It’s 1853 in our time line series!
It’s a hugely busy year for Elizabeth Gaskell! On January 10, Ruth – perhaps Gaskell’s most controversial novel – is published. Frankly confronting Victorian attitudes to seduction and illegitimacy, it was never going to have an easy reception – it was a brave book for Gaskell to write. Published in three volumes on January 10 by Chapman and Hall, it cost £1/11/6 (£1.57.5p) and Gaskell received £500 for the copyright. Between January and May, five installments of Cranford appear in Household Words. She also prepares a stand alone piece, Cumberland Sheep Shearers, for the magazine which appears on January 22. Her output is truly prodigious – the first and second parts of Morton Hall and My French Master are in Household Words in November and December. Every issue of the magazine this year seems to include Gaskell!
Reading accounts of her 1853 travel and visiting schedule leaves me breathless! In the middle of May, she’s in Paris with William, then spending time in London from the end of the month until the middle of June. She’s away for the whole of July in Wales and then travelling in France. And this is the year that she and Charlotte Bronte cement their friendship. Charlotte Bronte has a week at Plymouth Grove from April 21 to 28. After this visit, Gaskell writes : I thoroughly loved her before she left, – and I was so sorry for her! She has had so little kindness & affection shown to her; she said that she was afraid of loving me as much as she could , because she had never been able to inspire the kind of love she felt. Gaskell returned this visit later in the year when she stayed with Charlotte Bronte at Haworth in September. After she leaves, Charlotte writes: After you left, the house felt very much as if the shutters had been suddenly closed and the blinds let down. One was sensible during the remainder of the day of a depressing silence, shadow, loss and want. However, if the going away was sad, the stay was pleasant and did permanent good.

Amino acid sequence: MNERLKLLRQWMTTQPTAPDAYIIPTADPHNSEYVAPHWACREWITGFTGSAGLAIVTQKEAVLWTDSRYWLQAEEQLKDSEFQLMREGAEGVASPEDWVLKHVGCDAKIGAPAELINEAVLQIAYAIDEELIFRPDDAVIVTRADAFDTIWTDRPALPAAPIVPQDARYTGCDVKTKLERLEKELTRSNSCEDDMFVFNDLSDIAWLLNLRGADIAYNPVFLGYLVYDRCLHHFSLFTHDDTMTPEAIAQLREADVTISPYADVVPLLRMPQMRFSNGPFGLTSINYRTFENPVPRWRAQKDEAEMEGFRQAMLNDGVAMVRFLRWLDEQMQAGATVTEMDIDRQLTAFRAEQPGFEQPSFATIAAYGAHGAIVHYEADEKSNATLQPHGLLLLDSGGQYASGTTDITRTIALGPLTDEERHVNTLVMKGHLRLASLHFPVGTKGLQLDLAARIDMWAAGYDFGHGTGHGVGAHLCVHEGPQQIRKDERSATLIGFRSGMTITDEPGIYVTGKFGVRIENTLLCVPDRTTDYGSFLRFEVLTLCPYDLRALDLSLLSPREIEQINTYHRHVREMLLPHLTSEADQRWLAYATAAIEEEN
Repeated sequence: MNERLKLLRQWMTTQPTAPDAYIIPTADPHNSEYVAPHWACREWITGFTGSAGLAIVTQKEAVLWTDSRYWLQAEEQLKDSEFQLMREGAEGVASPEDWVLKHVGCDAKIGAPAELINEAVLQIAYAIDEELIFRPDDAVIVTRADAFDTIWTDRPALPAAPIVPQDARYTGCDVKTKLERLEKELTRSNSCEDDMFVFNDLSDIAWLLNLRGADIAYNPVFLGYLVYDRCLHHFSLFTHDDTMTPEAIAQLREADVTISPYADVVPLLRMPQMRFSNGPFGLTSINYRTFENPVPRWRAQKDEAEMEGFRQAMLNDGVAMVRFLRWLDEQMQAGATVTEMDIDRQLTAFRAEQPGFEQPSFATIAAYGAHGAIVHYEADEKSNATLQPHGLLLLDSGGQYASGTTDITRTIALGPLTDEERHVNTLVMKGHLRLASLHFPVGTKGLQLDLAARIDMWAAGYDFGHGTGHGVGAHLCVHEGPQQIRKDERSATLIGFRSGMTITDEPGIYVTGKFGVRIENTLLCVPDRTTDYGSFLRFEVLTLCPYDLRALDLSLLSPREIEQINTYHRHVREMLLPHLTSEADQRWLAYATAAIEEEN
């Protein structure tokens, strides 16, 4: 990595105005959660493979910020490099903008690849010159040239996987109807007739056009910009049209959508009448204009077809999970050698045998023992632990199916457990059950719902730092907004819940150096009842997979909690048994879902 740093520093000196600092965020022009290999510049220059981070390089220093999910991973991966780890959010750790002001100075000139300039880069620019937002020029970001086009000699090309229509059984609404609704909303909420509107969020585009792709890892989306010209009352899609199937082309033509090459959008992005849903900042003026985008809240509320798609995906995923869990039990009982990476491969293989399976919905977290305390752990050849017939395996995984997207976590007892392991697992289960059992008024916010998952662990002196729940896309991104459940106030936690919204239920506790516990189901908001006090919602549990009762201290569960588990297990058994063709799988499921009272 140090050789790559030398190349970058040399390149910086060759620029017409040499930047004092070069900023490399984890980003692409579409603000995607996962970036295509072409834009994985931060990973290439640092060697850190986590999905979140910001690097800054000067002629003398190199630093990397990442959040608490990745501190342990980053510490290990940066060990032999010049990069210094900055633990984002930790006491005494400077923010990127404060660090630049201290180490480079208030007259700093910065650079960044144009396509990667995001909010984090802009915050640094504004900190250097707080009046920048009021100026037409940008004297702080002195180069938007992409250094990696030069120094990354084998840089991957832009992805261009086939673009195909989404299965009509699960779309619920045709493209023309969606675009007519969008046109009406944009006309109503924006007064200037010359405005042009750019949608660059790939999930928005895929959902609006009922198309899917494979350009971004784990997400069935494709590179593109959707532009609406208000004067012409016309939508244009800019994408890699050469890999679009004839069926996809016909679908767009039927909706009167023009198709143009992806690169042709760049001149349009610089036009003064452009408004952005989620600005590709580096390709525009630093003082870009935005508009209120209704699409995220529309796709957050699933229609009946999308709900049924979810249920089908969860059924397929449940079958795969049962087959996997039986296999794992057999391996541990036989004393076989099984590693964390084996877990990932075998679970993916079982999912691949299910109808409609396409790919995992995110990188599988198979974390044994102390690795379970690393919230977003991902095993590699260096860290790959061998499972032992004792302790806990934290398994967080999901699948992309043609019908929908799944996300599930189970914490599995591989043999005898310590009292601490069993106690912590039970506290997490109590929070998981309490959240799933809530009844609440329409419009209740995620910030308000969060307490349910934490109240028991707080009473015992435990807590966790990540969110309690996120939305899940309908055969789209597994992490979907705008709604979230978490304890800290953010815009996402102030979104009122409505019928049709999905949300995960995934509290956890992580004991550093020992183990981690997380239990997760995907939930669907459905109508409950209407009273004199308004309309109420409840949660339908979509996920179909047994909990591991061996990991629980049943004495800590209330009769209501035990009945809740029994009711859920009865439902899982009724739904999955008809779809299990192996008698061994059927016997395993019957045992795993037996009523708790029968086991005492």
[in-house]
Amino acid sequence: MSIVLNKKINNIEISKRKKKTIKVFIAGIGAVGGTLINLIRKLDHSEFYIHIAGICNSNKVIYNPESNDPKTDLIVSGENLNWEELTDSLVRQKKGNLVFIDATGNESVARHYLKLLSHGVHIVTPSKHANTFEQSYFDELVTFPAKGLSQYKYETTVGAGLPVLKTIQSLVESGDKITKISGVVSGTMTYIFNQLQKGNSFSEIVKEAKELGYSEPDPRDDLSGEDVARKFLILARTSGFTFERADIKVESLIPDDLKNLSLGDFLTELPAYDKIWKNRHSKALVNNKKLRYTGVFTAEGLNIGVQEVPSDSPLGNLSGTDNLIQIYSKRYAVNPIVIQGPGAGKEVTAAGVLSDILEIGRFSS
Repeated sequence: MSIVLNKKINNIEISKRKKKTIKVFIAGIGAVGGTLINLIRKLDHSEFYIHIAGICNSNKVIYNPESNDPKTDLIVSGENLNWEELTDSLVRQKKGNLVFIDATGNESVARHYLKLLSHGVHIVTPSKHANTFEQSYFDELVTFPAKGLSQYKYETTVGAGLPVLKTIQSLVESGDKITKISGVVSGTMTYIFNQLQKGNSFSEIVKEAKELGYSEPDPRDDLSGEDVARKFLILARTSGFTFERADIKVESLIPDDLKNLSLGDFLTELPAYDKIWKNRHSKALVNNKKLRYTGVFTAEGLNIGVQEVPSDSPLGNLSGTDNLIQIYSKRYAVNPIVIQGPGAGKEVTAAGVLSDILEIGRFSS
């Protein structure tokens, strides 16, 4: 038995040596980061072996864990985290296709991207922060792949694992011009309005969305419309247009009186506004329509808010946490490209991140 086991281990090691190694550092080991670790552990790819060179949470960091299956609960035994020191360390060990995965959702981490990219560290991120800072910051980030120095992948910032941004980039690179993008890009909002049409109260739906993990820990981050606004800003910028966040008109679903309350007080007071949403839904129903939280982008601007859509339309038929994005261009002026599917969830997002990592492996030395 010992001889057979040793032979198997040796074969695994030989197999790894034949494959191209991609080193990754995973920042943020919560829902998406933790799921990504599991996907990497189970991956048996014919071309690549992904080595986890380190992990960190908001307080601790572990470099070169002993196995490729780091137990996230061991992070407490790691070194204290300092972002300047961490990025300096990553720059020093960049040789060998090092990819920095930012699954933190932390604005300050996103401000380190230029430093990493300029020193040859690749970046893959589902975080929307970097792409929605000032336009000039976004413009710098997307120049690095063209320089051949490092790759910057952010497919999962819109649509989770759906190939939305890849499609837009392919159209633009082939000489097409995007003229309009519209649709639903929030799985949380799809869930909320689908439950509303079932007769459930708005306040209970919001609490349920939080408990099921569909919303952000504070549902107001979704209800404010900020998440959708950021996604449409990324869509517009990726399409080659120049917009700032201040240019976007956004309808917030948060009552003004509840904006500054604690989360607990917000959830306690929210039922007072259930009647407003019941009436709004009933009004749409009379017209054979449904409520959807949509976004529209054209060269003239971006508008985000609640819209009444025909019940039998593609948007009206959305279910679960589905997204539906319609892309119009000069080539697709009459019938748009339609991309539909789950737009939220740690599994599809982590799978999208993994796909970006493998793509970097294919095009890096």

So what’s happening in the rest of the world?
- On January 28, Charlotte Bronte’s Villette is published. Charles Dickens’ Bleak House continues to be serialised in Household Words and later in the year is published by Bradbury & Evans in book form.
- Were there queues? On February 4, the Halifax Permanent Benefit Building Society takes its first payment.
- In March, Levi Strauss and Co is founded in San Francisco – who knew we’ve been wearing jeans for 170 years!
- Manchester is granted City status by letters patent on March 29,
- And on March 30, Vincent Van Gogh is born in Zundert in Holland.
- In May, the first public aquarium opens at London Zoo.
- Over the summer, John Everett Millais is with the Ruskins at the Brig o’Turk in Scotland painting what will be one of his most famous portraits – that of John Ruskin. Cue love and Victorian scandal!
- On August 24, tradition has it – though it is often disputed! – that in Saratoga, George Crum invents the chip!
- In September, the first pillar box on the British mainland goes up in Carlisle.
- And it’s a big year for chocolate lovers! JS Fry and Sons of Bristol launch the Cream Stick – the very first mass produced and affordable chocolate bar. Fast forward to 1866, and the Cream Stick is re-formulated and launched as our well loved Fry’s Chocolate Cream!
Lesley – House Volunteer